Clearing my throat
Published 3:01 pm Tuesday, January 4, 2011
Ever had something stuck in your craw?
I’ve heard that idiom all my life and I guess it has something to do with chickens or birds. That kind of animal needs help with the digestion of their food, something to grind up the food so that the stomach can handle it. I know that is not such a scientific explanation, but you know what I mean.
Every now and then, they may ingest a pebble that is too large and it gets stuck in their craws or crops, as it may be called. It’s irritating and has to be dislodged.
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We don’t have craws. We have throats, but sometimes we want to say something and we may have trouble saying it. We either don’t know how to say it in words or our physical throats may betray us. We try to beat around the bush in irritation or, in clearing our throats, someone might say, “You got something stuck in your craw? Go ahead and speak your mind.”
As the holidays were with us, I felt obliged to speak positively of the season. Many things happened that I let pass, thinking that, after the first of year, I would have the chance to speak my mind. A few things stuck in my craw and, today, I think I’ll clear my throat.
Like many, I am irritated and maybe even angry with the condition in which we find ourselves as a country. I say many because I hear frustration, doubt, confusion, resignation and many other emotions as I make simple conversation with a lot of you.
Like the waitress in the coffee shop in Auburn the day after Christmas, some say, “Don’t even get me started.” All I did was comment on what some Washington politician said. Inadvertently I opened a can of worms that clearly showed that I had gotten on her last nerve. I think many Americans, as we enter into a new year, are on their last nerve.
Our craws are full of gravel and we want to say a lot, but two things come to mind. Do we have anyone who is listening and, if we are heard, do they understand? And, what are we to say that doesn’t make us sound like we are old fogies? If you know what an old fogy is, sorry, you might be one!
It seems that all the concepts that made America strong and successful have been thrown out the window. It used to be that our country stood for hard work and responsible behavior. If there was an American dream, it began with getting an education, a job, working hard at that job, living within a normal set of rules, and persevering. Nothing happened overnight and success, in varying degrees, was dependent upon the individual.
Now, it seems that the saying that meant so much to us when John Kennedy spoke at his inauguration has been turned around. Remember what he said?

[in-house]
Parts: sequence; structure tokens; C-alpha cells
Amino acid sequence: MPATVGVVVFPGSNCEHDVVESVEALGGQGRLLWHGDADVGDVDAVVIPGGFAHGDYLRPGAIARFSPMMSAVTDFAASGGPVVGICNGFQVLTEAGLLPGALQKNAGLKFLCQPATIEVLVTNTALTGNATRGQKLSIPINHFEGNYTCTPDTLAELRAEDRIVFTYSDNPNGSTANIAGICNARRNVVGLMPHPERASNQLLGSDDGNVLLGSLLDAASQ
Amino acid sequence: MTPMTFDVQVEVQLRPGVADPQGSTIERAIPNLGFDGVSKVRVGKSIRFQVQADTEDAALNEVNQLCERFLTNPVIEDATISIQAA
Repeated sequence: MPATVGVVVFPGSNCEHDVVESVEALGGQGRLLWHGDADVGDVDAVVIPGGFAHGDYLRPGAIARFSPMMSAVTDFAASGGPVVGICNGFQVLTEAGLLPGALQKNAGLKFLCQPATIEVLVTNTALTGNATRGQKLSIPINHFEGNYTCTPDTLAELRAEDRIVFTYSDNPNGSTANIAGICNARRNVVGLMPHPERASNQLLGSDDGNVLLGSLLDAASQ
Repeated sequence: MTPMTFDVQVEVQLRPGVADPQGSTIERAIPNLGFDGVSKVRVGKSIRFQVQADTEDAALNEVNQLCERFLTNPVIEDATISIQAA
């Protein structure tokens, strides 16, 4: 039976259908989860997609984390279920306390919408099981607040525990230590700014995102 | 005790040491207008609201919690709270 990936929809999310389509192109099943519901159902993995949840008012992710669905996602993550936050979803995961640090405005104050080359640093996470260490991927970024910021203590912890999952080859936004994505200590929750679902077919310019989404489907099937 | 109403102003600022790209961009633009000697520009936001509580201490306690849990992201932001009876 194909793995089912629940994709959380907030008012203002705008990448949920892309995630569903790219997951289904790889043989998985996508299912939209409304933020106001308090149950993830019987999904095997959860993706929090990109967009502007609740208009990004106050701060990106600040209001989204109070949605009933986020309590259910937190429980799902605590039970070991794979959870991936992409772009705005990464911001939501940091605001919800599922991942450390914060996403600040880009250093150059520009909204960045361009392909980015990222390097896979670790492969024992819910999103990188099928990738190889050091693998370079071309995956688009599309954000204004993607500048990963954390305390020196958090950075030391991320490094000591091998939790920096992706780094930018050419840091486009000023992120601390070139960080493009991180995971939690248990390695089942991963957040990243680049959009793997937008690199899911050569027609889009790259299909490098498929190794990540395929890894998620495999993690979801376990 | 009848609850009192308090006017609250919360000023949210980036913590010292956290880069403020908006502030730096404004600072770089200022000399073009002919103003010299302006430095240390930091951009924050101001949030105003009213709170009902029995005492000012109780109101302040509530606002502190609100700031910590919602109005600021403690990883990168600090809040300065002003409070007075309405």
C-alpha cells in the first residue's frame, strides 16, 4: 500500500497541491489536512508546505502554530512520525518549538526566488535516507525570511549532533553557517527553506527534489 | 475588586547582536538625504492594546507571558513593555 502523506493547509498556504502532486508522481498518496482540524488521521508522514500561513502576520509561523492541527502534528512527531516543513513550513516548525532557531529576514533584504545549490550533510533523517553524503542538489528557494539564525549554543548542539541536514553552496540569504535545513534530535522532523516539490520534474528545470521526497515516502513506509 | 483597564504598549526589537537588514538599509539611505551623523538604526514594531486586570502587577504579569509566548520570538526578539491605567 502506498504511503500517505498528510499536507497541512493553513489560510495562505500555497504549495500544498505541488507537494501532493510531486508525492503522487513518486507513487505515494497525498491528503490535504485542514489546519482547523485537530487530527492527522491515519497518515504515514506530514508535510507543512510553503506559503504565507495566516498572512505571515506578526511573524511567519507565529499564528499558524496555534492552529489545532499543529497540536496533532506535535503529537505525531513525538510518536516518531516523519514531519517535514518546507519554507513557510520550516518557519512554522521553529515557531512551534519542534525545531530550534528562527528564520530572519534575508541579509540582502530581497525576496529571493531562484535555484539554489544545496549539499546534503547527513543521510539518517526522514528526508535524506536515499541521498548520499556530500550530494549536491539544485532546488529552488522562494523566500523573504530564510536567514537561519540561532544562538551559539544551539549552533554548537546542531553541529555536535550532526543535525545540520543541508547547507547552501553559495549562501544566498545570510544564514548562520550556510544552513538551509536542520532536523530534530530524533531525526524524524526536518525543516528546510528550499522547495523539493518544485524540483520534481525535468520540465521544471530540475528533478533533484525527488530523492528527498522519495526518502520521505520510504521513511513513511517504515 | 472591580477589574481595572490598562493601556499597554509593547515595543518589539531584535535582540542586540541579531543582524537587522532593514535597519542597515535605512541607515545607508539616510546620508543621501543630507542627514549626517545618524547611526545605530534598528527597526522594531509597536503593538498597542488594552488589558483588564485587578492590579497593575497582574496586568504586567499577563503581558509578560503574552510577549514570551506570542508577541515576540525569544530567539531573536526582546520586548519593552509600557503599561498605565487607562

“Ask not what your country can do for you; ask what you can do for your country.”
It sticks in my craw that too many people are holding their hands out for whatever this country may give them and have no thought about what they may contribute to the country.
It sticks in my craw that we have so many politicians who are willing to give, give, give and not expect anything in return.
It sticks in my craw when a law enforcement official in Atlanta is killed by someone who has been arrested 18 times and released 18 times. Or another one killed in Albany by someone who is out on probation even when the judge said, “he’ll be back.”
It sticks in my craw that the Republicans and Democrats in Washington would rather fight among themselves to get an upper hand for elections rather than working together to help the American people.
It sticks in my craw when we send our sons and daughters to foreign lands to fight a so-called war, yet, if they really try to fight to win, we criticize them.
It sticks in my craw that we can put “In God We Trust” on our money and even adopt it as the American motto (1956), yet our president says our motto is “out of many, one.” I can understand that, in giving a speech, one may use a certain literary license in phrases, but a motto is either known or not.
It sticks in my craw that we have spent trillions of dollars on eliminating poverty in our country, ever since the Great Society of the mid 1960s, but we have made the problem worse instead of better.
It sticks in my craw that a person can have four, five or more children by just as many fathers and the American people get stuck with the bill for everything. Everybody makes mistakes, but to make the same mistake four, five or six times tells me that someone doesn’t care.
It sticks in my craw that people who have worked hard all their lives and are now approaching the years when they should be able to rest are, instead, being treated as if they are problems.
It sticks in my craw that the kind of life I knew as a child growing up in security and stability is going to be the exception as we move into this century.
And finally, it sticks in my craw that we have let ourselves get into this kind of situation as a country.
I wish I could say, “Now I feel better having gotten all that off my chest.” I’ll feel a whole lot better when we begin to correct some of these things. I just don’t know how long that’s going to take. Or even if we can.